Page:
New York City 2019 Charter Revision Commission puts 19 proposals on the November ballot, including ranked-choice voting

On July 24, the 2019 New York City Charter Revision Commission gave final approval to 19 proposals grouped into five separate ballot questions. Voters will decide in favor or against all proposals grouped within a question together. The questions must now be sent to the city clerk before August 5 for inclusion on the November 5 ballot. The five questions relate to the following topics:
  • Question 1: Elections (three proposals)
  • Question 2: Civilian Complaint Review Board (CCRB) (five proposals)
  • Question 3: Ethics and Government (five proposals)
  • Question 4: City Budget (four proposals)
  • Question 5: Land Use (two proposals)
One proposal concerning units of appropriation approved in June by the commission for drafting by staff was removed from the list.
Question 1 proposes implementing ranked-choice voting for primary and special elections beginning in 2021 for the offices of mayor, public advocate, comptroller, borough president, and city council. It would not apply to any regular general elections.
Ranked-choice voting is a system in which voters rank candidates by preference on their ballots. If a candidate wins a majority of first-preference votes, he or she is declared the winner. If no candidate wins a majority of first-preference votes, the candidate with the fewest first-preference votes is eliminated, and second choices from those ballots are counted instead. The process is repeated until a candidate wins an outright majority. New York City Question 1 would allow voters to rank preference for up to five candidates.
Currently, New York City uses a plurality voting system—also called first-past-the-post or winner-take-all—for most municipal elections. In a plurality voting system, the candidate with the most votes wins outright. A combination of plurality and run-off voting systems is used for primary elections for the offices of mayor, comptroller, and public advocate.
Question 1 would also change the timing of special elections to fill vacancies and for city council redistricting.
Question 2 has five proposals concerning the city’s Civilian Complaint Review Board (CCRB). The CCRB investigates complaints by members of the public against NYPD officers and recommends disciplinary actions. Changes include adding board members appointed by the public advocate and jointly by the mayor and speaker of the council, allowing the council to appoint members without approval from the mayor, establishing a minimum budget for the CCRB based on a ratio of CCRB staff and city police officers, and provisions concerning the board’s authority to investigate false statements and delegate its power to issue and enforce subpoenas.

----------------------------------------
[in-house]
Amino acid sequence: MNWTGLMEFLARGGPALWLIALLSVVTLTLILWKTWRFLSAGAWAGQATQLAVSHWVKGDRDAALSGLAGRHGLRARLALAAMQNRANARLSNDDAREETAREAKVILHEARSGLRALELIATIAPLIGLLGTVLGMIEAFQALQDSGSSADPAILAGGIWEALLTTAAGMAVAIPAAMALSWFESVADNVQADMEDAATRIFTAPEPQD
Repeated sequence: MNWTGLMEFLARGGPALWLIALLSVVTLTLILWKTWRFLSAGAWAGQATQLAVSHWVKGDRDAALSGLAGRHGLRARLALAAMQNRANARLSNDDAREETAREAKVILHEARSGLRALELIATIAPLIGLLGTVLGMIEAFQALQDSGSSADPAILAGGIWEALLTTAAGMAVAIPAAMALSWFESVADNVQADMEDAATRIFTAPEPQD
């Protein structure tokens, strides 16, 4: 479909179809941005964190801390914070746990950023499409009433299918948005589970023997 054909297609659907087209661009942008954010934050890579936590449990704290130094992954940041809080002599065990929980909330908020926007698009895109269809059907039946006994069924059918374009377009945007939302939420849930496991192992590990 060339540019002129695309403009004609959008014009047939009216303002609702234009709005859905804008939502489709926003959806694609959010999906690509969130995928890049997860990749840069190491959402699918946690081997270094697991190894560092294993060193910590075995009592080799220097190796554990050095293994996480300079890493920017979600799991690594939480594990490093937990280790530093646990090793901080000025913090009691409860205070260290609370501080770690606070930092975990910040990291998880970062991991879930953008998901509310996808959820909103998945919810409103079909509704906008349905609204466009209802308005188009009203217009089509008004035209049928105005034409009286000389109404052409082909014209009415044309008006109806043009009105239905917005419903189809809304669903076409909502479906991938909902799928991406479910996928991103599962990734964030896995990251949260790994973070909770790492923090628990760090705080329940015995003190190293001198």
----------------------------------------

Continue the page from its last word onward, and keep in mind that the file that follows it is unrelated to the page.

Question 3 changes the structure of the Conflicts of Interest Board (COIB), sets rules and restrictions related to ethics and campaigns for certain city staff and members of the COIB, and makes changes to the reporting requirements and operations of the Minority- and Women-Owned Business Enterprise.
Question 4 contains four proposals related to the city’s budget. It gives authority within the charter to establish a city rainy-day fund. The fund could not be established without changes to state law. It would also establish minimum budgets for the public advocate and borough presidents and would add requirements regarding the timing of financial reports submitted by the mayor to the city council.
Question 5 makes changes to the reporting and timing requirements for Uniform Land Use Review Procedure projects.
The ordinance creating the 15-member New York City Charter Commission of 2019 was approved by the New York City Council on April 11, 2018, and signed by the mayor on April 30, 2018. The commission is tasked with reviewing the New York City Charter and putting proposals for amending the charter before voters at the November 2019 ballot. The commission has 15 members appointed as follows:
  • four members appointed by the mayor;
  • four members appointed by the speaker of the city council;
  • five members appointed by the five borough presidents (one each);
  • one member appointed by the public advocate; and
  • one member appointed by the comptroller.
The last charter revision commission tasked with a full revision of the city charter put proposals on the 1989 city ballot. The revisions proposed by the 1989 commissioner were approved by voters. There have been other charter revision commissions approved for more specific purposes since 1989, including a commission launched by the mayor to put charter amendments on the November 2018 ballot.
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